"Well I grew up wild and free walking these fields in my bare feet There wasn't no place I couldn't go with a twenty-two rifle and a fishing pole Well I live in the city but don't fit in you know it's a pity the shape I'm in But I got no home and I got no choice oh Lord have mercy on a country boy
When I was young I remember well I'd hunt the wild turkey and the bob-white quail The river was clear and deep back then and fishin' lines tied to the willow limb.."
Dad would read the paper after dinner and I would be doing homework or reading a book while we listened to music. Don Williams albums were almost always in the rotation. Truly a great voice.
"I'm disinterested and sadly clueless with the popular culture, so I have no clue as to who he is, either."
BS Kyle....you have started and participated in many "favorite artist" or "song" threads on here for years. You could have just as easily Googled or Binged his name to find out who he was than to post some tripe you think will raise your CF contributor status.
I got to see Don several times. He used to come to Baltimore Civic Center often. Stetson offered him a brand new hat to wear on stage but he wouldn't do it. He had that old raggedy hat for years that he always wore during his performances. He was one of the smoothest voices ever.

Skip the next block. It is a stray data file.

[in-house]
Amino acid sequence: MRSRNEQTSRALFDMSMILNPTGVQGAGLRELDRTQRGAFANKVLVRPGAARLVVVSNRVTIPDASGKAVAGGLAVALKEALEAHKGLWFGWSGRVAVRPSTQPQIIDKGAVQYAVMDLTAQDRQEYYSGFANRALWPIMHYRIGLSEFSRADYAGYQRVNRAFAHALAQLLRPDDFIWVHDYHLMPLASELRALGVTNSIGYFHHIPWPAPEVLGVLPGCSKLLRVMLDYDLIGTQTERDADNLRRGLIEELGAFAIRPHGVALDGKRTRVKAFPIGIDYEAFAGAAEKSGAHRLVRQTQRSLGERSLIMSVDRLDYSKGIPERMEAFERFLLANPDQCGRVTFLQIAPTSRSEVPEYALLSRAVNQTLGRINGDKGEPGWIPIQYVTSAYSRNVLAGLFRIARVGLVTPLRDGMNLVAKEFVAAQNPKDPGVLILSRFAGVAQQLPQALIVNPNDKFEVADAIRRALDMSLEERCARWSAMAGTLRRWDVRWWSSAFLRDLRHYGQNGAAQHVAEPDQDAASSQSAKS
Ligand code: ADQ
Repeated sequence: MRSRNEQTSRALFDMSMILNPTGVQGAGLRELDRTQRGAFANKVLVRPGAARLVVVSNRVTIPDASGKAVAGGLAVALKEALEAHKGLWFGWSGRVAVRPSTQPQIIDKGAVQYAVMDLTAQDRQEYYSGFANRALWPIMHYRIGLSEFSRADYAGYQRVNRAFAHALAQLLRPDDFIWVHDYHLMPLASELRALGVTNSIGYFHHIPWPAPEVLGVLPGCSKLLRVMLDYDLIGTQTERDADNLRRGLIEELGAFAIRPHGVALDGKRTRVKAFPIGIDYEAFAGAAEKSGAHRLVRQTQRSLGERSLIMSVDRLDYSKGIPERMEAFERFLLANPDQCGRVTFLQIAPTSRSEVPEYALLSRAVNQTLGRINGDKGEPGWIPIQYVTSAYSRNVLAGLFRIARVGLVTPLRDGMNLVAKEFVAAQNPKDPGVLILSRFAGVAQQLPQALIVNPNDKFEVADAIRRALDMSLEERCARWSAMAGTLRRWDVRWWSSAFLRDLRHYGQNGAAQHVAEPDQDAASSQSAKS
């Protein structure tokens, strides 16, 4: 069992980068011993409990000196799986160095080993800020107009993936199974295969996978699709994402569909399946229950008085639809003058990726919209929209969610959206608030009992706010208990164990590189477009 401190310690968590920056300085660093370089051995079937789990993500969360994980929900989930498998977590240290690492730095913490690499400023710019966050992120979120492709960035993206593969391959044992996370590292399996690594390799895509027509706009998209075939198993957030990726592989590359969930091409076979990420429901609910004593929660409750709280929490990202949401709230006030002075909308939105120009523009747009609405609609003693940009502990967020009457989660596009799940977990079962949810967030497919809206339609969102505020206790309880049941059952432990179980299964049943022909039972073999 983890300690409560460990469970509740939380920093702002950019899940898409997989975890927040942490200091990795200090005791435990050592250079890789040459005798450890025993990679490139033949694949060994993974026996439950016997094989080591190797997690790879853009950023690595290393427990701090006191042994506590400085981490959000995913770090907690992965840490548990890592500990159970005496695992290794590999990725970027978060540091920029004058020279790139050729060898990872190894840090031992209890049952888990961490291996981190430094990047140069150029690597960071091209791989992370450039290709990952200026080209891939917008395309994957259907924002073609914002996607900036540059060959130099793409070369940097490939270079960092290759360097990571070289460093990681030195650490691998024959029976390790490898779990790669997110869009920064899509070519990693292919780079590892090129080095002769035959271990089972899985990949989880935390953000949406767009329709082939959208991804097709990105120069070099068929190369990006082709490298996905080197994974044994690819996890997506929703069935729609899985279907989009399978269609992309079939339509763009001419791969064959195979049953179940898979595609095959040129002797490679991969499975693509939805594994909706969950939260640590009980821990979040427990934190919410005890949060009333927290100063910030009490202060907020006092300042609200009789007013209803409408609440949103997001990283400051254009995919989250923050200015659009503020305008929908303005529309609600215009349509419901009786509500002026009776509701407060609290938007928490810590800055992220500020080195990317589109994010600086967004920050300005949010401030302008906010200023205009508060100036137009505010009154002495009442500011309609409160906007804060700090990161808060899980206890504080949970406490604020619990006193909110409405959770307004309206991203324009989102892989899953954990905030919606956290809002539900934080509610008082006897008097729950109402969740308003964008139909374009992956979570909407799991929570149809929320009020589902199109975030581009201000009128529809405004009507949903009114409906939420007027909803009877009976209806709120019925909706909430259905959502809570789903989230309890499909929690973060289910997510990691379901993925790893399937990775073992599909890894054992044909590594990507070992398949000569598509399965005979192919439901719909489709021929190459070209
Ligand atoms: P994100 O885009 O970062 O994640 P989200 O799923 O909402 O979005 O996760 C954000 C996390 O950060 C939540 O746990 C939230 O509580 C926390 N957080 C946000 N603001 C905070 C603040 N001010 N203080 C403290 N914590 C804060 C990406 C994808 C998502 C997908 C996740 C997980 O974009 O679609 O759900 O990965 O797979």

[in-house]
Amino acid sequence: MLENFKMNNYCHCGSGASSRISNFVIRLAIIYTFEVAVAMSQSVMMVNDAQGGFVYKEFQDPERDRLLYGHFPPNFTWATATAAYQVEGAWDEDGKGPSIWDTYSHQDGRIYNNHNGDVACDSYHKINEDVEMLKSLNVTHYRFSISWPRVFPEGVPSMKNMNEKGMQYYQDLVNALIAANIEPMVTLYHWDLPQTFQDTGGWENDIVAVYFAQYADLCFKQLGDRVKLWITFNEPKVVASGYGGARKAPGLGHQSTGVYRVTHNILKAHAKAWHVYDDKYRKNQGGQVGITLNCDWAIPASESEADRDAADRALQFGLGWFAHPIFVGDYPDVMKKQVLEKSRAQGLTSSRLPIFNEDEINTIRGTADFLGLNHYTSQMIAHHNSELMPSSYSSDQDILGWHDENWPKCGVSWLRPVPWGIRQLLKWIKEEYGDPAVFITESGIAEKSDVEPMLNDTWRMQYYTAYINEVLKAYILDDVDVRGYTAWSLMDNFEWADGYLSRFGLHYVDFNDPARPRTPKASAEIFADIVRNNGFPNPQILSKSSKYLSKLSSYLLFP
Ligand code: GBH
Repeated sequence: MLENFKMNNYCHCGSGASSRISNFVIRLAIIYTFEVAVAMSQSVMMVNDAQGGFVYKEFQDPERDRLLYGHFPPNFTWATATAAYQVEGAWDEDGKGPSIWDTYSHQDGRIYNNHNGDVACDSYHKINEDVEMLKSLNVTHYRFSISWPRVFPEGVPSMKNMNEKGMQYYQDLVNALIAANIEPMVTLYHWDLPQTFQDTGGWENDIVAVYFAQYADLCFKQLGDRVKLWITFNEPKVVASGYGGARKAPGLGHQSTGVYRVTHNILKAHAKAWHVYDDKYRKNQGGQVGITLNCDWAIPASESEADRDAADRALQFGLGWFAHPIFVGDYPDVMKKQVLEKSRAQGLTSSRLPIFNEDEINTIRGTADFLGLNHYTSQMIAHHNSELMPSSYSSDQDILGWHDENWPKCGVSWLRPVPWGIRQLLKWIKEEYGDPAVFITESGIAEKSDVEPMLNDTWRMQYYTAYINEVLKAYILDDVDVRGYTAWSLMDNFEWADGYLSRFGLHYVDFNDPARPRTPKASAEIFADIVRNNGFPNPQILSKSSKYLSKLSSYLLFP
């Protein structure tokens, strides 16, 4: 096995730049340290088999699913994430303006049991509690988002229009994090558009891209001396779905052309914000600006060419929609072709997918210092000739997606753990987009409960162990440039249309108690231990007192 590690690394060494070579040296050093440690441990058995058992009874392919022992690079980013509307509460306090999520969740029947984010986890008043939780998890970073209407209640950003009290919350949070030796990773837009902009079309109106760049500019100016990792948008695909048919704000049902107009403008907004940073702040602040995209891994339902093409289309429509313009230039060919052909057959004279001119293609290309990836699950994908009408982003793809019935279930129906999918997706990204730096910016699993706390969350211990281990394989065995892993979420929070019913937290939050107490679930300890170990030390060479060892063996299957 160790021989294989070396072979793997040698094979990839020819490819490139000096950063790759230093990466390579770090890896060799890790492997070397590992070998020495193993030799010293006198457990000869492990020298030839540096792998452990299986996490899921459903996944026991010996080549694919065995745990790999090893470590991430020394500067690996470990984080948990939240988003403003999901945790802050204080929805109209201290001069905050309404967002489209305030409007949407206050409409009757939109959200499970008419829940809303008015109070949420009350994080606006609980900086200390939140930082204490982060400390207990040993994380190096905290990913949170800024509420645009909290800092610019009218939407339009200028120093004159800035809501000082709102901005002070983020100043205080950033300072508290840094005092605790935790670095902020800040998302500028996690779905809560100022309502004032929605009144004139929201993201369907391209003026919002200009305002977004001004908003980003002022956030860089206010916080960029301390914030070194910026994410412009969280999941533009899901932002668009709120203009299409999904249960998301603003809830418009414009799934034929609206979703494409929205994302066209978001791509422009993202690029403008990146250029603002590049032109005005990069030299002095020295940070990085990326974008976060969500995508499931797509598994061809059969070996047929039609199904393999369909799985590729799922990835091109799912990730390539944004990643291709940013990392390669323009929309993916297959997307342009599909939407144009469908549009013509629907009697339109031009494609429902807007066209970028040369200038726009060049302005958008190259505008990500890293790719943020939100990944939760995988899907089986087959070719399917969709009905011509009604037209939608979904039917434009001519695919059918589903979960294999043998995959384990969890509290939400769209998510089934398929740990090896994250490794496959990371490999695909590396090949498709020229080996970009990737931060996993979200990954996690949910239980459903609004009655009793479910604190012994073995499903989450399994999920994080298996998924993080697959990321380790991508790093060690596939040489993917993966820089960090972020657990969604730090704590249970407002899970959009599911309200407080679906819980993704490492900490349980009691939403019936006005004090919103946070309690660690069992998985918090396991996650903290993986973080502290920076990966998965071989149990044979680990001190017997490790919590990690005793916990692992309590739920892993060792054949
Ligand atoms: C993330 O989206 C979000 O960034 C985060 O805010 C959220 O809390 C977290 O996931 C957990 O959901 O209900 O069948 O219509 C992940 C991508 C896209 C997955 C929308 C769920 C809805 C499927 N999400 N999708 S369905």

Not much of a concert goer, here, but I did go to five country music concerts, and two of them were Don Williams. Favorite country singer of both the wife and I since Jim Reeves.
His concerts weren't where you wanted to be if you were into "high energy" performances, but couldn't be beat for relaxing songs by man with a beautiful voice and a simple presentation without pretense or silliness. I used to kid the wife that I was pretty sure He had nodded off a couple times while singing one of the slower numbers, but he always sounded great.
The two concerts of his we attended were very close to forty years apart, both in the greater Indy area. The style was the same, and so was the honest, friendly presentation and delivery, and that great deep voice was still almost as good as ever when we saw the last one just a couple years ago at the Palladium in Carmel.
Russ - I saw him when in college 30 plus years ago. He was low key. At one point, he sent his band offstage and played and sang with the audience. He had us singing Amanda and just sat back and listened as he played. There was no doubt he enjoyed listening to the audience.
This was a Christian college and the student council gave him a Bible before he went onstage. He brought it out with him and proudly showed it off to the audience.